If you were to advertise your book on a bumper sticker, what would it say?

Buy my books and I’ll give you cookies*.

* By that I mean the little files that lurch in browsers, but no one reads the fine print, right?

What else have you written?

I love short stories, and have published The Power of Six: 6+1 short science fiction stories. I have also translated the Tao Te Ching into Greek, and have published that as well. I give away the book in electronic format for free through to encourage people to read it, as I love it.

Several short stories of mine have been published, as well.


What do you think some of the greatest misconceptions about indie authors are?

That we have it easy. In fact, it gobbles up most of my time, especially since I’m determined to do it properly.

At the same time, the second misconception is that it is an expensive hobby. There are many people who are more than willing to help new authors, and it can be almost cost-free to self-publish.

How often do your characters surprise you by doing or saying something totally unexpected?

Too often for my liking! As the joke goes, you do everything you can to raise them right, and as soon as they hit the page they do any damn thing they please!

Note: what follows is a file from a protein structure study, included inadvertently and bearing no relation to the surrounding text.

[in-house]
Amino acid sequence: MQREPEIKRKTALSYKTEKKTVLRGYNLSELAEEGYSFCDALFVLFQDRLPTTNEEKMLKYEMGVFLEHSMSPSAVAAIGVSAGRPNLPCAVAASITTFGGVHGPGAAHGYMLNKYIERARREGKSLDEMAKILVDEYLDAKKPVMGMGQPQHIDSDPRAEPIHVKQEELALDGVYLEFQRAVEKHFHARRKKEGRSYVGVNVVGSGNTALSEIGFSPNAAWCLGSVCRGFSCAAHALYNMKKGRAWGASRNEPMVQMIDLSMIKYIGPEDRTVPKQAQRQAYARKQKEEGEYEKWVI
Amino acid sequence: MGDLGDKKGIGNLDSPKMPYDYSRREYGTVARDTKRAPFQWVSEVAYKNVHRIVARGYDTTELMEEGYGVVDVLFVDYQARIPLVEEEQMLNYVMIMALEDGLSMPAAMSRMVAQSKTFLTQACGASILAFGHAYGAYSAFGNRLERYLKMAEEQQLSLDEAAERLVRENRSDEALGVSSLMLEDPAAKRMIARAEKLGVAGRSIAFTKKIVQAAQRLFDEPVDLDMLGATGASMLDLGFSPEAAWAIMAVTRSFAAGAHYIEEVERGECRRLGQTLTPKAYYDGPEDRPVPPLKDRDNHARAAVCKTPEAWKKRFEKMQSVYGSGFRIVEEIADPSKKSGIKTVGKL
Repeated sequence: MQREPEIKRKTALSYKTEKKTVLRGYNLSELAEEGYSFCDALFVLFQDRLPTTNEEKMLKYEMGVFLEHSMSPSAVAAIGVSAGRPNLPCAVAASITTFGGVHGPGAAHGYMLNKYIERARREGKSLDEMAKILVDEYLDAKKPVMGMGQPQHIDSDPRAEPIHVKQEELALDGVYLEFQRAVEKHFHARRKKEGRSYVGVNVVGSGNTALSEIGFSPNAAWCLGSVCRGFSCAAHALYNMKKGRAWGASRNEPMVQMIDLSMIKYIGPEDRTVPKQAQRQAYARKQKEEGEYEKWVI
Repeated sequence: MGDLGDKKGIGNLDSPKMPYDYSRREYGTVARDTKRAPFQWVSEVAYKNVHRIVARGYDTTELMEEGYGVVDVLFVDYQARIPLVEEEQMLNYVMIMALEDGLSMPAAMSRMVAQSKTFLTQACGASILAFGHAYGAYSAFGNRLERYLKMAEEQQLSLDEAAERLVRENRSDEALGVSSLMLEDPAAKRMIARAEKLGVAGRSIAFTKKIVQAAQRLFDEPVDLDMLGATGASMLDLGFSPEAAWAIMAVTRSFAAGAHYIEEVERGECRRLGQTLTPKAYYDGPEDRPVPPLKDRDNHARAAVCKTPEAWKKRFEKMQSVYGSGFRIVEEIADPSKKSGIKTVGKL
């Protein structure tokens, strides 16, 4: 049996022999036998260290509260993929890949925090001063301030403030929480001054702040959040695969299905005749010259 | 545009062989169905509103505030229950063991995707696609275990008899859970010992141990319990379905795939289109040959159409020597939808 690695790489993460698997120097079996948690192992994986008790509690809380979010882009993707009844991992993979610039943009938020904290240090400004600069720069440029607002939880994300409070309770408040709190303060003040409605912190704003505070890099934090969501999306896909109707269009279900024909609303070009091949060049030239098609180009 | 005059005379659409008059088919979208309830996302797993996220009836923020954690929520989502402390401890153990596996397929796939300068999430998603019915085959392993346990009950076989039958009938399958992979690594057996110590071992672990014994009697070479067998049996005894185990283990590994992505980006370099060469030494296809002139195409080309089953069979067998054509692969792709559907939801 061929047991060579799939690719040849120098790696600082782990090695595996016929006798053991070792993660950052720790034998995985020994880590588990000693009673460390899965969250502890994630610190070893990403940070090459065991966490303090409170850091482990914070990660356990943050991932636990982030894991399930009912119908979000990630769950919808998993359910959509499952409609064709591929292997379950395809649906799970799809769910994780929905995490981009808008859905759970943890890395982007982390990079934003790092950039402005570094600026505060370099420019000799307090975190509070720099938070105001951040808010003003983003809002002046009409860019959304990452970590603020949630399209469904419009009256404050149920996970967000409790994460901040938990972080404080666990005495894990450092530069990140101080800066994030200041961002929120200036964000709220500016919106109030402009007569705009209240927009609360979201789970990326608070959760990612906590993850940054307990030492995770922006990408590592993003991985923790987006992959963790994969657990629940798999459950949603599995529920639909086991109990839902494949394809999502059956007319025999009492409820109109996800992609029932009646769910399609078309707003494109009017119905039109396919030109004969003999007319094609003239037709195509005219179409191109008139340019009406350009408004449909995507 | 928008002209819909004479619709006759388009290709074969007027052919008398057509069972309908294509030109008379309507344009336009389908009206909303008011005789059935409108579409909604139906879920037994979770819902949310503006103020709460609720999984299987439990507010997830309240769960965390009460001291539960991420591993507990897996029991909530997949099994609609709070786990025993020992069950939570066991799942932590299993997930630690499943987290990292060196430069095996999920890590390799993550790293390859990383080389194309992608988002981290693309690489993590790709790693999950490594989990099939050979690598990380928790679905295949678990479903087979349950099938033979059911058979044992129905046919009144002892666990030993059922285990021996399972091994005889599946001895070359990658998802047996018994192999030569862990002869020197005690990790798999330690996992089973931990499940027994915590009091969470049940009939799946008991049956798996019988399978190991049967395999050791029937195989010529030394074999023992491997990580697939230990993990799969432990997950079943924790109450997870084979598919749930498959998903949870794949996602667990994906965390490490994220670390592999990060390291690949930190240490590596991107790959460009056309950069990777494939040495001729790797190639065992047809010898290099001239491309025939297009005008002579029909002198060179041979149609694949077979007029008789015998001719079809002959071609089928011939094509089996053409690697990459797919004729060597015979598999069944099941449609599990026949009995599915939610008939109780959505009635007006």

The worst case of this was with one of my characters in my second Pearseus book. I had his whole future all planned out, then he went and got himself killed. It took me weeks to iron out the consequences.

Is it important for you to know the ending of a book before you write it? The title?

I have tried to plot everything in advance, I swear. But as soon as I sit down, the characters start going their own way and things get out of hand pretty fast. With my third Pearseus book, I thought I finally had the process figured out. In fact, I even wrote the ending first.

Needless to say, when I reached it again, after writing the rest of the book, I had to change everything…

As for the title, it’s usually the very last thing I come up with. If you know of a good title for my fourth book? It’s almost ready, and I’m still undecided. I think I’ll ask my blog followers…

After working for a very long time on a novel, many authors get to a point where they lose their objectivity and feel unable to judge their own work. Has this ever happened to you? If so, what have you done about it?